My writing isn’t going as well as I’d thought it would this summer. I figured with two months to do nothing much but write, I’d zip through my rough draft, smooth out the flaws and have my book publisher-ready by August.
Here’s what’s really happening: I’m constantly stuck on characterization. Each new scene is like walking through mud that sucks at my feet. Yeah, that’s me over there, in the muck, staring at my feet, wondering if I’ll ever move faster than slow.
Every book has it’s WTF moment. This is mine.
It took me nine months to write the draft. The pace was a couple of hours a day, more on weekends and sometimes days off in between to hurry through things like work and life. I tried to keep my characters true to themselves. Don’t get me wrong–I know it’s important. It just proved impossible (I can use that absolute now that I’m looking at the result of my efforts) when I was distracted twenty-two hours a day by a world outside of my story’s. The result is characters that aren’t honest. They don’t act based on their motivations, their passions, their history. If they were my friends, I’d dump them because they have no core.
That’s not good. It makes them unpredictable in a bad way. Not the uniqueness of people that are fun to be around because you never know what they’re going to do, but the oddity of people who act crazy when rational is required. The former are fun to hang around. The latter you avoid like the clap.
Part of the problem is complexity. If this was in first person, I don’t think the time off would have mattered. I could reread the character’s bio, check out the last few scenes and be back in the groove. But I have four vastly different characters, each with a significant number of scenes in their POV. Every time I pop back into their brains, I have to remember what they were thinking last time, their emotional baggage, what they want out of the plot and this particular scene, which is different from what everyone else wants.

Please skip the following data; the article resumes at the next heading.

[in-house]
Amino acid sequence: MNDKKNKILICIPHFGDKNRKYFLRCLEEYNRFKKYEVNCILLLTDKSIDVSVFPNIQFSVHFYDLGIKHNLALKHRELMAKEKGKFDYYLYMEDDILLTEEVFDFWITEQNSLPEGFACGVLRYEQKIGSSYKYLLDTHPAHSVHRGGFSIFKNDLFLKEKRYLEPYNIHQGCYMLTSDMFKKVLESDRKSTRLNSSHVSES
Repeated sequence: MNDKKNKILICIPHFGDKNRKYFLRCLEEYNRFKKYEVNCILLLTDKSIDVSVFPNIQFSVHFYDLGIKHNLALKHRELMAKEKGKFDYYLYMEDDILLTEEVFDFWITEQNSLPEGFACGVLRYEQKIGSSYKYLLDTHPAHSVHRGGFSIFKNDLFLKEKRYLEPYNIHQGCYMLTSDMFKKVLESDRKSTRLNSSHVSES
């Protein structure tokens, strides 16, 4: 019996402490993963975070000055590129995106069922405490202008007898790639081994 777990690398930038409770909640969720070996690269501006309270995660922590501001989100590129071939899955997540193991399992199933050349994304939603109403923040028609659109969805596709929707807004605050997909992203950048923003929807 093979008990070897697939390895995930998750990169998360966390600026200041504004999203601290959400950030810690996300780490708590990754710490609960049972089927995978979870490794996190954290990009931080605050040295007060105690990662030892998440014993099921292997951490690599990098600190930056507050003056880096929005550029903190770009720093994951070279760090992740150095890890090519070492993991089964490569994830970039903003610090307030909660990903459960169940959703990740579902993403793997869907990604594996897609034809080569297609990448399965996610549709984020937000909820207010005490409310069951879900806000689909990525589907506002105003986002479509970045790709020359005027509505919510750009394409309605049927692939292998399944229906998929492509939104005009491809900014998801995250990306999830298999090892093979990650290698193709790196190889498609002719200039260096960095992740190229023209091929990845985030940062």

Hmmm…. It doesn’t sound hard now that I’m writing it down for you. Well, there’s more. That, I could probably have fixed in a few run-throughs. But a character is more than characterization. The caste of a story determines where the plot goes and how it gets there. You take Churchill out of WWII, that war would have been different. Even if the end result was the same, the aplomb with which Britain reached it would have differed. Fixing my characters means I also must adjust the plot twists. The climax and end are the same–bad guys lose, good guys win–but the path they took is not.
So here I am, playing MacGyver. I started at Page One the day school let out. I’m about half way through. The plot has changed significantly for the better these past three weeks. The good news is, there were spots where I didn’t know how to get from A to B. Now, as I am my character, it’s obvious.
The bad news is, I have so much to fix!
I wanted to title this post, How I Got Out of My Book’s WTF Moment’, but I don’t know that answer yet.